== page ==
Fierce has a poll posted... and is utilizing a bracket style contest to find out who their readers think is the most powerful person in the telecom industry. Between Marcelo and the pink clad Chihuahua of a man... I give it to Marcelo. I think the final winner should be Masa, it's is a name people know and will get to know more in the coming years worldwide. But for the current poll, it's an easy decision for me!
For Ericsson markets t-mobile uses what is known as AIR antenna units which have the radio unit integrated with the antenna. This type of setup significantly reduces signal loss from the radio to the antenna since they're both practically next to each other and not sepearated by coax jumper cables like that of a remote radio unit.
Basic Ericsson AIR21 setup
(Note typically there are 2 Ericsson AIR per sector)
Ericsson AIR21 + Band 12 700 mhz Equipment
Note the addition of a new low band 700 mhz capable antenna + Ericsson RRUS11 B12 (remote radio units) in addition to new TMA (tower mounted amplifiers) connected to the AIR antenna. The new Ericsson RRUS11 B12 + Antenna addition is for tmobiles band 12 700mhz (L700) deployment.
Credit for the photographs belong to whoever took it. You know who you are!
With the introduction of the new plans Sprint has announced. I told one of my friends about the $60 unlimited plan and she was shocked yet happy about it. She currently has T-Mobile and there has been times where my Sprint service has out performed her service even in the city with puling up information and out of town...well... you already know how that went. She was talking about switching and stuff but then she sent me a typical article bashing Sprint and I got irritated by it and I had to explain to her that Sprint is not bad at all. These articles are based on past experiences from 3+ years ago. I told her I'm pulling 60+ mbps on LTE but she's worried about Sprint being slow ( because of what she read). Guys give me some advice on persuading her to give Sprint a chance.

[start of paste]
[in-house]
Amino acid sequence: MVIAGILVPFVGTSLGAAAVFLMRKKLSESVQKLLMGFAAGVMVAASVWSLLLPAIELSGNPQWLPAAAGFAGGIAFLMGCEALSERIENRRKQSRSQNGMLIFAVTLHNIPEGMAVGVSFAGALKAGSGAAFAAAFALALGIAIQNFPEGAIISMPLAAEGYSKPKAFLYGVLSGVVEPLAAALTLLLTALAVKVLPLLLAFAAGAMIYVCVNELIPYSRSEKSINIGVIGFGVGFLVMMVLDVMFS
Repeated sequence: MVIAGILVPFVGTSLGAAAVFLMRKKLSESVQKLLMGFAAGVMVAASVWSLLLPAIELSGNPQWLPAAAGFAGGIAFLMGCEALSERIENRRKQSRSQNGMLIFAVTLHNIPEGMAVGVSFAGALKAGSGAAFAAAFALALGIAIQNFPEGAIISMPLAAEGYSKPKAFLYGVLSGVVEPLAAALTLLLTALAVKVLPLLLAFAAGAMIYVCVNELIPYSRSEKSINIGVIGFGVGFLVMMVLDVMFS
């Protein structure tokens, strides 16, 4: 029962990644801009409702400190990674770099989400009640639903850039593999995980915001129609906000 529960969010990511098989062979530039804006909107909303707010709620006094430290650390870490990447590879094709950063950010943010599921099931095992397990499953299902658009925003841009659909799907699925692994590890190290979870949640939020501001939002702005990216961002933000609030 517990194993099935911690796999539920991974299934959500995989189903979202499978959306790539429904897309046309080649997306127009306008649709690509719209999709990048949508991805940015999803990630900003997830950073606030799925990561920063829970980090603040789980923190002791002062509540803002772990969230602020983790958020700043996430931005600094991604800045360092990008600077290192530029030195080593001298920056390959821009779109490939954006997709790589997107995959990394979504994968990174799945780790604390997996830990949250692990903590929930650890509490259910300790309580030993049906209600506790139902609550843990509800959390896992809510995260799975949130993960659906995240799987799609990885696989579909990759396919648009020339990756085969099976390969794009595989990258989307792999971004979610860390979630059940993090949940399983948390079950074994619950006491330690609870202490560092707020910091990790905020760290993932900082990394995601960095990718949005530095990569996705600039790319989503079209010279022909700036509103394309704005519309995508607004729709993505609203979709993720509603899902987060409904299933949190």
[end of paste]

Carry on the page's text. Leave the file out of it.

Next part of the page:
I feel like articles that are being posted is what keeps away customers. It makes no sense that T-Mobiles 2g network is not spoken about when they are in the news for changes to plans and such. But good ol Sprint makes changes and articles that get posted rips Sprint apart for filth.
Roger Cheng @cnet appears to have had the most fun out of this, it kind of wrote the story for him I guess, so there is that. Also, just noticed the extra title Q, that is gonna drive some people nuts today. Top lel.
Am I the only one that likes to look at Verizon's coverage comparison tool. I think it gives a good idea of a carrier's generalized coverage as far as those cities that have been announced. However, it takes a while for it to get updated. I look at Verizon's map and think, no one will ever build an LTE network of that size. When I look at T-Mobile, I see a spotty, spread out network. AT&T is also spotty with a few highways covered here and there. Sprint seems to be more put together as in even if it is spotty, they are in blobs rather than random remote areas.
I've also found a few places that Sprint has coverage in but not Verizon such as in southern Texas.
The other thing I found in his video presentation was the clear lack of anything "Sprint". John jabbed at AT&T and Verizon but nothing on or against Sprint. Also, I don't know if you guys noticed, but the word "Duopoly" is the power word of late and is being used with more frequency! (no pun intended).... I think it's about conditioning the FCC and DOJ by hearing it.
The DOJ reviews potential antitrust issues in mergers. The FCC is supposed to look at whether the merger is in the public interest, which includes reduced competition. So the FCC could reject the merger on the grounds that the reduced competition is not in the public interest. I do not, however, see Chairman Pai doing that because he is so pro-business.
From the FCC's FAQ about merger reviews: Q: What is the FCC’s public interest standard/test?
A: Under section 310(d) of the Communications Act, we determine whether a proposed transaction will serve the public interest, convenience and necessity. First, we determine if the application complies with provisions of the Act and our Commission rules. If it does, then we consider whether granting the application could result in public interest harms by substantially frustrating or impairing the objectives or implementation of the Communications Act or related statutes. Competition, diversity, localism, and encouraging the provision of advanced services to all Americans are among the principle objectives of the Act. We also consider what potential public benefits might occur because of the transaction.
We balance the potential public interest harms against the potential benefits. The Applicants bear the burden of proving, by a preponderance of the evidence, that the proposed transaction, on balance, will serve the public interest.
Before we jump to this conclusion we need to see sustained financial growth over a period of time and a much larger increase in net additions to the network. Sprint is still offering the best deals in wireless and their growth is lagging the competition. This is not sustainable over the long term. Honestly, I see a merger as inevitable as the larger providers will have much more flexible cash for network enhancements in the near future, which they can then leverage to gain more customers.